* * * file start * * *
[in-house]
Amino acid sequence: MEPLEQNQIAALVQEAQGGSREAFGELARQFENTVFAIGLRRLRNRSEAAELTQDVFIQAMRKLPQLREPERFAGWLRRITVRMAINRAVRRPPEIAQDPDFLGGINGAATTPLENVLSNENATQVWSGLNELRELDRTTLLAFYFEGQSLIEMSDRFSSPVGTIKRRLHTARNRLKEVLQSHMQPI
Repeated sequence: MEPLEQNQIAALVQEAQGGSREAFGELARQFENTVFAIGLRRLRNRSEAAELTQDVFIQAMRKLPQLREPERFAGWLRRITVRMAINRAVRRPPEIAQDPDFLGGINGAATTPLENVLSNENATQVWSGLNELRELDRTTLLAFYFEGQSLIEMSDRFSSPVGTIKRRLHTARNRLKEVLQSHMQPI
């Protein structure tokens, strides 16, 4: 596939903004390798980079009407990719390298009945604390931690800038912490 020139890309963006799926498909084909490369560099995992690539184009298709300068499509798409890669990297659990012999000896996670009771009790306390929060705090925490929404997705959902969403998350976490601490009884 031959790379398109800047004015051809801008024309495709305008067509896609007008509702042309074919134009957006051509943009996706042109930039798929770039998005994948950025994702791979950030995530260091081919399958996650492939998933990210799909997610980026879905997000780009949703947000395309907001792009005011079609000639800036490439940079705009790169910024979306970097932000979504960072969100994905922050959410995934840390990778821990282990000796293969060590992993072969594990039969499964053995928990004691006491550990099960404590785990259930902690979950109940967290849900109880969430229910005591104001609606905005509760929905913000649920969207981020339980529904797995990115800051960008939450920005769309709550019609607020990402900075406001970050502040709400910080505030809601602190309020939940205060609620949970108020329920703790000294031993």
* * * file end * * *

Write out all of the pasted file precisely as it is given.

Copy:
[in-house]
Amino acid sequence: MEPLEQNQIAALVQEAQGGSREAFGELARQFENTVFAIGLRRLRNRSEAAELTQDVFIQAMRKLPQLREPERFAGWLRRITVRMAINRAVRRPPEIAQDPDFLGGINGAATTPLENVLSNENATQVWSGLNELRELDRTTLLAFYFEGQSLIEMSDRFSSPVGTIKRRLHTARNRLKEVLQSHMQPI
Repeated sequence: MEPLEQNQIAALVQEAQGGSREAFGELARQFENTVFAIGLRRLRNRSEAAELTQDVFIQAMRKLPQLREPERFAGWLRRITVRMAINRAVRRPPEIAQDPDFLGGINGAATTPLENVLSNENATQVWSGLNELRELDRTTLLAFYFEGQSLIEMSDRFSSPVGTIKRRLHTARNRLKEVLQSHMQPI
């Protein structure tokens, strides 16, 4: 596939903004390798980079009407990719390298009945604390931690800038912490 020139890309963006799926498909084909490369560099995992690539184009298709300068499509798409890669990297659990012999000896996670009771009790306390929060705090925490929404997705959902969403998350976490601490009884 031959790379398109800047004015051809801008024309495709305008067509896609007008509702042309074919134009957006051509943009996706042109930039798929770039998005994948950025994702791979950030995530260091081919399958996650492939998933990210799909997610980026879905997000780009949703947000395309907001792009005011079609000639800036490439940079705009790169910024979306970097932000979504960072969100994905922050959410995934840390990778821990282990000796293969060590992993072969594990039969499964053995928990004691006491550990099960404590785990259930902690979950109940967290849900109880969430229910005591104001609606905005509760929905913000649920969207981020339980529904797995990115800051960008939450920005769309709550019609607020990402900075406001970050502040709400910080505030809601602190309020939940205060609620949970108020329920703790000294031993």